We will not attempt to breed our giant pandas this year because we want to further assess the incredibly complex and unpredictable breeding process.
This pause, which is supported by our giant panda team and other key specialists, will allow us further time to consider the scientific data, our own experiences and those of colleagues around the world, including the latest thinking on giant panda accommodation.
We routinely use data and learning to inform our approach to breeding, with the successful mating of our polar bears Victoria and Arktos and the birth of their cub at our Highland Wildlife Park a good example.
In the meantime, the pause will also enable us to make some enhancements to our giant panda enclosure which would not have been practical either during or between breeding seasons.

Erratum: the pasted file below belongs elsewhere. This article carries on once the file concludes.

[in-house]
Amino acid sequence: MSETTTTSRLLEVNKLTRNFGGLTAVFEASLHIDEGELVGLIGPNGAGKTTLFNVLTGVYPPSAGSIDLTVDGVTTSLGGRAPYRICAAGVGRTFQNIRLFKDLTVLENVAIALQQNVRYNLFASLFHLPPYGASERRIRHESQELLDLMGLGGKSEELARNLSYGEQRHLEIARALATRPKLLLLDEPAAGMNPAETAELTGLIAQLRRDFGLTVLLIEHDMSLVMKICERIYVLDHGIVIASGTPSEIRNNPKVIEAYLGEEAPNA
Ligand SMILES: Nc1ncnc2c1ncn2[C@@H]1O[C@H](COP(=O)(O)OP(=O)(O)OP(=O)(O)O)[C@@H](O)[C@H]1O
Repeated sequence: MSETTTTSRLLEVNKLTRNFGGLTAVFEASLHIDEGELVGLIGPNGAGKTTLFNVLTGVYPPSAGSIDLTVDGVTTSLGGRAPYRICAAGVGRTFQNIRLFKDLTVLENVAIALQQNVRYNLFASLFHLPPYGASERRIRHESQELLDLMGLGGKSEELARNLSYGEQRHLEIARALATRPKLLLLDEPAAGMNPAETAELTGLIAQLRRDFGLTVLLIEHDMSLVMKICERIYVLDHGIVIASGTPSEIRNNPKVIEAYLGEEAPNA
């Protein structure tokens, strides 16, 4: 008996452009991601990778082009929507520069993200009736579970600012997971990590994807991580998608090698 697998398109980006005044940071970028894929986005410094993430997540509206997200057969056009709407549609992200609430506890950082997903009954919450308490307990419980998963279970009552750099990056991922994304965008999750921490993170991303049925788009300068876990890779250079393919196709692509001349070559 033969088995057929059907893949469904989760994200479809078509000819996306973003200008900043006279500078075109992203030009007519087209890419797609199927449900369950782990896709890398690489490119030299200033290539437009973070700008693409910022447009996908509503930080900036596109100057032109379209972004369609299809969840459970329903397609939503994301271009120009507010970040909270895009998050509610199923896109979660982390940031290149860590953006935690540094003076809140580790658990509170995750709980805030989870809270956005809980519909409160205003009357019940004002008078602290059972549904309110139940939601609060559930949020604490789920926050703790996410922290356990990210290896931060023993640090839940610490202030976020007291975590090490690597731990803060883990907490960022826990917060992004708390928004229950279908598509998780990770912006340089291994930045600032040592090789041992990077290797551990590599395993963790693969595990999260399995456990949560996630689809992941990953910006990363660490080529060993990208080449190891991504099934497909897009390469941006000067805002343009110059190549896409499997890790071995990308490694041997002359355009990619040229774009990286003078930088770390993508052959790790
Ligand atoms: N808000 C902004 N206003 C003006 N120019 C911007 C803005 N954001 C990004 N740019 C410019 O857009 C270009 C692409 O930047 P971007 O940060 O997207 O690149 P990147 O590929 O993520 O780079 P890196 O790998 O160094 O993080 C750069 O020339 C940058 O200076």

We very much hope Tian Tian has a cub in the future and will be thrilled if this happens. Even without breeding success as yet, RZSS is playing a crucial role in safeguarding this magnificent species by helping fund conservation projects in China alongside international partners. These projects are critical, with fewer than two thousand giant pandas in the wild.